Executive Director: Francis McManamon
Frank McManamon is the Executive Director of Digital Antiquity. Before joining Digital Antiquity in November 2009, he was the Chief Archeologist of the National Park Service and Departmental Consulting Archeologist for the Department of the Interior in Washington, DC. Dr. McManamon has been involved in the development of policy, regulations, and guidance for public archaeology in the National Park system and throughout the government. He has special interests and expertise in archaeological resource management, the long-term access to and preservation of archaeological data, laws and regulations related to cultural resource management and historic preservation, and public outreach and education about archaeology and archaeological resources.
Frank represented the DoI in providing technical assistance to the COE and the Department of Justice on the Kennewick Man case and provided archaeological advice for the General Services Administration on the New York City African Burial Ground project. He served as an expert member of the United States delegations to UNESCO negotiations on illegal artifact trafficking and the protection of underwater archeological resources.
Frank has conducted archeological investigations in eastern North America, Western Europe, and Micronesia.
With David Harmon and Dwight Pitcaithley, Frank edited a collection of essays, The Antiquities Act: A Century of American Archaeology, Historic Preservation, and Nature Conservation, published in 2006 by the University of Arizona Press. The book received a New Mexico Heritage Preservation Book Award in 2006.
Frank’s most recent professional publication is the four-volume encyclopedia, Archaeology in America (Greenwood Press, 2009), for which he is the general editor.
Director of Technology: Adam Brin
Adam has spent his career at the intersection of cultural heritage and technology, providing consulting and programming services to museums, libraries, and software companies. Adam currently serves as the Director of Technology for Digital Antiquity. Recent projects include work with NASA, the Internet Archive, and Luna Imaging to create a centralized database of all of NASA’s online images, work with the David Rumsey Map Collection, and work with the University of California and OCLC on their Next Generation Melvyl Project. Adam specializes in developing simple and elegant services for complex projects with unique metadata and technical challenges.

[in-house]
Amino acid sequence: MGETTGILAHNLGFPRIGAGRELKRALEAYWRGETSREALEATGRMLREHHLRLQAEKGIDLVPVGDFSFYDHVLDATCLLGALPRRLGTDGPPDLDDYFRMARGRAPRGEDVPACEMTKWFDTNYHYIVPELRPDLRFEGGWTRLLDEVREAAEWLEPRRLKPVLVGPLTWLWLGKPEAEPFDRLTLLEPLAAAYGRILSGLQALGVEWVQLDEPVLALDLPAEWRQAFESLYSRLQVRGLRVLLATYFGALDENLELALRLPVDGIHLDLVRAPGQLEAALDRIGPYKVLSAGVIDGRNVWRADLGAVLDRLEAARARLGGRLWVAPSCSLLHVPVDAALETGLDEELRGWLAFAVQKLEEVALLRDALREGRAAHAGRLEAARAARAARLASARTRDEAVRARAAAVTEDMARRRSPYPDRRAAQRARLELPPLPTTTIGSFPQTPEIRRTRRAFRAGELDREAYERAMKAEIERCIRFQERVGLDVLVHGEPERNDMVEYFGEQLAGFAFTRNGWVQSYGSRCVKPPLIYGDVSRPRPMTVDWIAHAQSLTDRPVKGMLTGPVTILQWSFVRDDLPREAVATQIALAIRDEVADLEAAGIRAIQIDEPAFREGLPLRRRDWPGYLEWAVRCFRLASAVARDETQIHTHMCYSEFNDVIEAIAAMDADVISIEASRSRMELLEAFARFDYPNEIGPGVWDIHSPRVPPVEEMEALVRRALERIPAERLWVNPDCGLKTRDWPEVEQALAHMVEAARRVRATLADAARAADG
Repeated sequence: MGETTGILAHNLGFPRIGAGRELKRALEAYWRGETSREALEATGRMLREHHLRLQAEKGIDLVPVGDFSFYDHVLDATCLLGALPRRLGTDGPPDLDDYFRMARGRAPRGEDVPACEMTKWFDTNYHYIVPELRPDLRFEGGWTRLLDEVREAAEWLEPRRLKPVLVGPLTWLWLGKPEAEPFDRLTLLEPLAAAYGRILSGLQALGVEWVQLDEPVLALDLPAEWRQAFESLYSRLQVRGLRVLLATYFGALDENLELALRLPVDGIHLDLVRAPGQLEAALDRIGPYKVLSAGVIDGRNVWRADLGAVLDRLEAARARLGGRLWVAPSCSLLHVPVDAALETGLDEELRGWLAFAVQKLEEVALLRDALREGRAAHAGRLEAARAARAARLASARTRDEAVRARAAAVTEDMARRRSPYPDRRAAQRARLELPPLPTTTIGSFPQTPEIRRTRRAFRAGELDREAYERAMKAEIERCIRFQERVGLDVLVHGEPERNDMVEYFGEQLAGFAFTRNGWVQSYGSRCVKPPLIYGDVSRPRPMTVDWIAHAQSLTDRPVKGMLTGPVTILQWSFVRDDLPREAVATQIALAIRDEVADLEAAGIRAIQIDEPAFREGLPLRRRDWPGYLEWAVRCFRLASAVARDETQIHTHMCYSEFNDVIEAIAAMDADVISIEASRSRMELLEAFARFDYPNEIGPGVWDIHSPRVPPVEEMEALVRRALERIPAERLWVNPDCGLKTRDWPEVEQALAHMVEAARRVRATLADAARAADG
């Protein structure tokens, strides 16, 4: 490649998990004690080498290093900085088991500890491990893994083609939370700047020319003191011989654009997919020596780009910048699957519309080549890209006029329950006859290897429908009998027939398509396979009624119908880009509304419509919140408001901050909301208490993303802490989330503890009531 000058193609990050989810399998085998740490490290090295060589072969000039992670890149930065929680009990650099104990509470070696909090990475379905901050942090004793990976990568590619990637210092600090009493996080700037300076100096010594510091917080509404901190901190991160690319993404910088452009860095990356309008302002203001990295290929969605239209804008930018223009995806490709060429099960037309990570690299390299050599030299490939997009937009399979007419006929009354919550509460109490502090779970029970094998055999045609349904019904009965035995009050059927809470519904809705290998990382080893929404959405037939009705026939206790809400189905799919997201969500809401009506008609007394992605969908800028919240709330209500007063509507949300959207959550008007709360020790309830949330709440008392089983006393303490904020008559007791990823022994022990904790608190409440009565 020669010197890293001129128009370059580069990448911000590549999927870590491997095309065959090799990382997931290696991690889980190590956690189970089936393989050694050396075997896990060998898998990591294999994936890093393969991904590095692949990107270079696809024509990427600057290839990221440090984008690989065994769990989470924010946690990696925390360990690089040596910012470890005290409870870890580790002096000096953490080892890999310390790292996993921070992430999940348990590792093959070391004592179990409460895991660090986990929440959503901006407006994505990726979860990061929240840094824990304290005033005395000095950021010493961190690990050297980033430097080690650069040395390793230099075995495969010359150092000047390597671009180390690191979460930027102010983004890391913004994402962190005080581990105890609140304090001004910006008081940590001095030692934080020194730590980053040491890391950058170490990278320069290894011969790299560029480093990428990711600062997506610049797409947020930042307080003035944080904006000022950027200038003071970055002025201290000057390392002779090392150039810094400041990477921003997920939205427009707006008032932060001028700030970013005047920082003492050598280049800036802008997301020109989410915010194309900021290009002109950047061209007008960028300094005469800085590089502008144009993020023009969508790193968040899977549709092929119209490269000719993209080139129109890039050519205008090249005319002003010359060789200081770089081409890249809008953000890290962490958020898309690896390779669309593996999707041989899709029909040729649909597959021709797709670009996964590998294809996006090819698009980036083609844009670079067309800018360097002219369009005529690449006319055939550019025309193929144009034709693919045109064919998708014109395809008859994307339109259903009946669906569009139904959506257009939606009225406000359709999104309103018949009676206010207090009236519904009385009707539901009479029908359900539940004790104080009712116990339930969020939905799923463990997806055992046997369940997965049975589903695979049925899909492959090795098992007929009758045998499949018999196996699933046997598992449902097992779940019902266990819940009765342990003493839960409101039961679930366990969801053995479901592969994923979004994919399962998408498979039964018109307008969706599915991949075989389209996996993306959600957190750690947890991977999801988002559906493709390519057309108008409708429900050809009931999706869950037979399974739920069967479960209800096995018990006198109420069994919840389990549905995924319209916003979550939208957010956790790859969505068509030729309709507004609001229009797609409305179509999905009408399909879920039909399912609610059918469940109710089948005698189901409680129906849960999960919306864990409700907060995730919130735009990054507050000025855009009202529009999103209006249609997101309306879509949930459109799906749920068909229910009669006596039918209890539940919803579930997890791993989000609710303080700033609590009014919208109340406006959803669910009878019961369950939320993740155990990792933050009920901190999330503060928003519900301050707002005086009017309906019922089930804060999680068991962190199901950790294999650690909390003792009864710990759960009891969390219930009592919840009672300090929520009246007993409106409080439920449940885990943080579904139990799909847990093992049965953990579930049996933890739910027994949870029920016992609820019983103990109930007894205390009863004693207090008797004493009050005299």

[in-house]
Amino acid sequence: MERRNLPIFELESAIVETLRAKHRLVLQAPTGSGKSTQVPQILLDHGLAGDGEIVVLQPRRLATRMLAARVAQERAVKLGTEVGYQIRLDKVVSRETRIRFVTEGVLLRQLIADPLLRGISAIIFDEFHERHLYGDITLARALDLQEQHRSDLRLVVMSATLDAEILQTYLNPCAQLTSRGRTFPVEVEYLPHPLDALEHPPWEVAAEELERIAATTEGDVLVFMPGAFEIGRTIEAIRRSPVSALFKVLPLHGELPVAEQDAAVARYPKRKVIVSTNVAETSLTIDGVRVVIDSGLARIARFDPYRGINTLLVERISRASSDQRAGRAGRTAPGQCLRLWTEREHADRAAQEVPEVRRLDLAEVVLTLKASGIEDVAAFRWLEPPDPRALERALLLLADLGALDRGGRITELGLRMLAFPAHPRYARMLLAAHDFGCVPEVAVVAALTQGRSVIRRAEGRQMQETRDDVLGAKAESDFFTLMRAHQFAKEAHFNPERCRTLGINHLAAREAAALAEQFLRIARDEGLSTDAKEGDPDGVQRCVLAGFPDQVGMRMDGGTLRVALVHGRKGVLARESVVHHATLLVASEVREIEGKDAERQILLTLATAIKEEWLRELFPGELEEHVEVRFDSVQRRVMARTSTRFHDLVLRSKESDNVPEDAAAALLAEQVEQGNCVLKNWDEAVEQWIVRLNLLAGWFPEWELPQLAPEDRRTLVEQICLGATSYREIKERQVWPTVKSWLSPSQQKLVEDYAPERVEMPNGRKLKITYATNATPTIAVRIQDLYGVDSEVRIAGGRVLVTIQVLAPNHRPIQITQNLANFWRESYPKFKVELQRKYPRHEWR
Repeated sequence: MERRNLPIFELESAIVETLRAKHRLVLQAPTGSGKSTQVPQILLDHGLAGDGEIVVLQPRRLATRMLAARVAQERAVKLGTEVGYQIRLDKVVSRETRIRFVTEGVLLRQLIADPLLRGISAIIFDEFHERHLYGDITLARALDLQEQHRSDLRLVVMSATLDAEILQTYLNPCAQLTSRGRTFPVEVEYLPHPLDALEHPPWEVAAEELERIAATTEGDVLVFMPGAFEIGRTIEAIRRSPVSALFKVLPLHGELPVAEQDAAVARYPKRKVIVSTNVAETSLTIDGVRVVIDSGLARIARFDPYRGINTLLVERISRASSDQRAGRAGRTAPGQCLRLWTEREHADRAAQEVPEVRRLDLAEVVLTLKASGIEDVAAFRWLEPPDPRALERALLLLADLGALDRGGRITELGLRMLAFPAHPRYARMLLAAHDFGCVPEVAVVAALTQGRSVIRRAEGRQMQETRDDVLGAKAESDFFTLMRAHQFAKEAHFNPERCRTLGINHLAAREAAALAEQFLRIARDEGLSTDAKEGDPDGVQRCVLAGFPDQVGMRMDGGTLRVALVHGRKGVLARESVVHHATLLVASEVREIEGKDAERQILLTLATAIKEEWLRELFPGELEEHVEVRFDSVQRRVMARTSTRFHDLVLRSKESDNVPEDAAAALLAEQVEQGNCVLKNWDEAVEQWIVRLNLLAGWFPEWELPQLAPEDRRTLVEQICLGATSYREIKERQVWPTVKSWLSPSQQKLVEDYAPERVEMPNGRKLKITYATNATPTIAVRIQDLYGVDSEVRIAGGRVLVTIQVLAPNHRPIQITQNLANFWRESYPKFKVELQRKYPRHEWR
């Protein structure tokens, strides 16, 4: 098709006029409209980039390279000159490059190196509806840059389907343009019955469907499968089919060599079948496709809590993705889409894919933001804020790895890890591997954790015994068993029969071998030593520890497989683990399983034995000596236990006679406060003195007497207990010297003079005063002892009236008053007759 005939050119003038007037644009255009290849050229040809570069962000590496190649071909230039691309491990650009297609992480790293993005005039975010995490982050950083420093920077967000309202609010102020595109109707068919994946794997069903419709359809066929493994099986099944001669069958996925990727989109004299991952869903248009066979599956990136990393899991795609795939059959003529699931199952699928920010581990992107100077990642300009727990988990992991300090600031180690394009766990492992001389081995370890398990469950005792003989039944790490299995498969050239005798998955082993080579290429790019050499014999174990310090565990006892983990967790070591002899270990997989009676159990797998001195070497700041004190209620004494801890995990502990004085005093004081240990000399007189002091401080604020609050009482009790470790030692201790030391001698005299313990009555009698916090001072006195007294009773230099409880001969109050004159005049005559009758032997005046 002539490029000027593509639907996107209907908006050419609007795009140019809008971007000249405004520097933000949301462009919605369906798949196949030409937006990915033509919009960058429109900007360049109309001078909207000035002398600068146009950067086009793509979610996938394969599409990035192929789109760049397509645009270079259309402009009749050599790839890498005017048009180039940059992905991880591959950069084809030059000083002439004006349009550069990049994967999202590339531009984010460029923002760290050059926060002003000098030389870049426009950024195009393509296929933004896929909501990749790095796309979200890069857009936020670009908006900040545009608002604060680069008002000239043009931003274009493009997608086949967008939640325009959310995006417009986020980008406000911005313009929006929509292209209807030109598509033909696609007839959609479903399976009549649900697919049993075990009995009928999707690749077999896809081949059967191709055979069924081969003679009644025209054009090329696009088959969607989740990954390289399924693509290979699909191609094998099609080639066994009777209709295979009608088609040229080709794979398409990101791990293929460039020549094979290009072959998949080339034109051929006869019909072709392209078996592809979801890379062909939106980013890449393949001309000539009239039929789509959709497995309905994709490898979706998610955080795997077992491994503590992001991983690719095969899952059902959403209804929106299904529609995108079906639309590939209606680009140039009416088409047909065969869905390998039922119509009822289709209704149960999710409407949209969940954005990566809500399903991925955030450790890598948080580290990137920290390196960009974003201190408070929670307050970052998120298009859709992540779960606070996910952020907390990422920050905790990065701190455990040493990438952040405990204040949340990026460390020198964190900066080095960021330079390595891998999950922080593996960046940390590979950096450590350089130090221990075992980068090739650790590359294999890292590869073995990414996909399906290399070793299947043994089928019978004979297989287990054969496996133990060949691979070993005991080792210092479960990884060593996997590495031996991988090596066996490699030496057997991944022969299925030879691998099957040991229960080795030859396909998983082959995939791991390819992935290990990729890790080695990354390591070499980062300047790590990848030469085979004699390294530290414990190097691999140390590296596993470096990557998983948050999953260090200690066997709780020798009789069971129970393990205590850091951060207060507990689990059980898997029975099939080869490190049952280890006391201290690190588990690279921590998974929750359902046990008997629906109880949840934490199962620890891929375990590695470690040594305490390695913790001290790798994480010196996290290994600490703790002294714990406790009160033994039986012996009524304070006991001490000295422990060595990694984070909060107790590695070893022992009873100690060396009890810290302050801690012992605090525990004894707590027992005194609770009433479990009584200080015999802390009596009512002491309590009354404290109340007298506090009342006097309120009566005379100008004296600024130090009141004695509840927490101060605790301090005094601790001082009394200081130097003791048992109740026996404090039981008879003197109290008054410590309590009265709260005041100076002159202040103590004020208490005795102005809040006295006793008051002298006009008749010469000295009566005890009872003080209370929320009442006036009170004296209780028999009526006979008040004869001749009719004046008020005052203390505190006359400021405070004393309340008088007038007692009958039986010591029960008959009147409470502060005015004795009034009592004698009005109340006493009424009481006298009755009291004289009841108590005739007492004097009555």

Coordinator of Sales and Marketing: Leigh Anne Ellison
Leigh Anne Ellison joined our staff in October 2012 as Sales and Marketing Coordinator. Ellison’s previous professional experience includes work as a Project Director for archaeological fieldwork in Mexico and Honduras, where she studied social variability among commoners. She also has considerable field experience in the US, working as a Field Archaeologist on various projects throughout Hawaii, Arizona, and Colorado. Ellison holds a Master’s degree in Anthropology from Northern Arizona University and a bachelor’s degree in Anthropology and Art History from Wellesley College.
Leigh Anne advocates globally for Digital Antiquity and the use of tDAR for the long-term preservation of and access to archaeological data. She is the primary liaison between Digital Antiquity’s clients and customers for communications and product and service delivery.
Digital Library Software Engineer: James deVos
Jim deVos joined Digital Antiquity as Software Programmer in late August, 2010. DeVos is no stranger to ASU, as he holds a B.S. in Computer Science and Engineering and Applied Science from its College of Engineering and Applied Science. DeVos has also earned certification for diverse software programs and applications. He has a history of software development and maintenance for companies including Honeywell Corporation, DHL Worldwide Express, Quest, and TriWest Healthcare Alliance.
Digital Curator / CLIR Fellow: Jodi Reeves Flores
Jodi is currently the Council for Library and Information Resources (CLIR) / Digital Library Federation (DLF) Fellow in Data Curation for the Sciences and Social Sciences at the Center for Digital Antiquity and the Arizona State University Libraries. While at ASU, she will contribute to the development and expansion of the online repository tDAR (The Digital Archaeological Record) and undertake scholarly research relating to data management and the development of institutional and disciplinary repositories.
Jodi received her PhD in Archaeology from the University of Exeter, entitled Experimental Archaeology: An ethnography of its perceived value and impact in archaeological research. Her research relied heavily on digital resources and storage methods, leading to a strong interest in the curation, management and use of digital information. Jodi also a member of the Editorial Board for EXARC Journal, the journal published by EXARC, an ICOM Affiliated Organisation.
Digital Data Curators
- Grant Snitker
- Chelsea Walter
- Anna Novotny
- Scott Thompson